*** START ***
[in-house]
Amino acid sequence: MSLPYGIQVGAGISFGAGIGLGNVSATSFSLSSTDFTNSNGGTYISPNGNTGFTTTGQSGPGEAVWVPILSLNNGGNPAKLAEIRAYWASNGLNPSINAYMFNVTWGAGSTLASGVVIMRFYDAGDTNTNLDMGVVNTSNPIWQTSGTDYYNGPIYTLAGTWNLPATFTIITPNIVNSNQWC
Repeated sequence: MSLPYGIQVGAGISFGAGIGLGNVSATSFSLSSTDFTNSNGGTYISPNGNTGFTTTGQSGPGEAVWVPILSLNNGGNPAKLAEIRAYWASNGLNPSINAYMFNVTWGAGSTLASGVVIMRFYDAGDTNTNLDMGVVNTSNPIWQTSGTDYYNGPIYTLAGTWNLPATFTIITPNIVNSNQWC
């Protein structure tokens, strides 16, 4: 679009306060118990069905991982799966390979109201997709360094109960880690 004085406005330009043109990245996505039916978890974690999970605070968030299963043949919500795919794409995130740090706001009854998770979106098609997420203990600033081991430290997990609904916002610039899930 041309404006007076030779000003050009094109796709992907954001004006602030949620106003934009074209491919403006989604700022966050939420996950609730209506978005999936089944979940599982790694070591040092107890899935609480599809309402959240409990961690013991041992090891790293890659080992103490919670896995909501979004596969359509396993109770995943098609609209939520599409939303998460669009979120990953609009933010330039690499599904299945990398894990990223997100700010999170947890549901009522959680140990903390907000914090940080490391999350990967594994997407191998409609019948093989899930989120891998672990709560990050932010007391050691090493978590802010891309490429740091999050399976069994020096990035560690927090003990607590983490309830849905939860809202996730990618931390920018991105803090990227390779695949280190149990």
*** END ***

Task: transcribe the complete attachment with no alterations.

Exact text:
[in-house]
Amino acid sequence: MSLPYGIQVGAGISFGAGIGLGNVSATSFSLSSTDFTNSNGGTYISPNGNTGFTTTGQSGPGEAVWVPILSLNNGGNPAKLAEIRAYWASNGLNPSINAYMFNVTWGAGSTLASGVVIMRFYDAGDTNTNLDMGVVNTSNPIWQTSGTDYYNGPIYTLAGTWNLPATFTIITPNIVNSNQWC
Repeated sequence: MSLPYGIQVGAGISFGAGIGLGNVSATSFSLSSTDFTNSNGGTYISPNGNTGFTTTGQSGPGEAVWVPILSLNNGGNPAKLAEIRAYWASNGLNPSINAYMFNVTWGAGSTLASGVVIMRFYDAGDTNTNLDMGVVNTSNPIWQTSGTDYYNGPIYTLAGTWNLPATFTIITPNIVNSNQWC
């Protein structure tokens, strides 16, 4: 679009306060118990069905991982799966390979109201997709360094109960880690 004085406005330009043109990245996505039916978890974690999970605070968030299963043949919500795919794409995130740090706001009854998770979106098609997420203990600033081991430290997990609904916002610039899930 041309404006007076030779000003050009094109796709992907954001004006602030949620106003934009074209491919403006989604700022966050939420996950609730209506978005999936089944979940599982790694070591040092107890899935609480599809309402959240409990961690013991041992090891790293890659080992103490919670896995909501979004596969359509396993109770995943098609609209939520599409939303998460669009979120990953609009933010330039690499599904299945990398894990990223997100700010999170947890549901009522959680140990903390907000914090940080490391999350990967594994997407191998409609019948093989899930989120891998672990709560990050932010007391050691090493978590802010891309490429740091999050399976069994020096990035560690927090003990607590983490309830849905939860809202996730990618931390920018991105803090990227390779695949280190149990």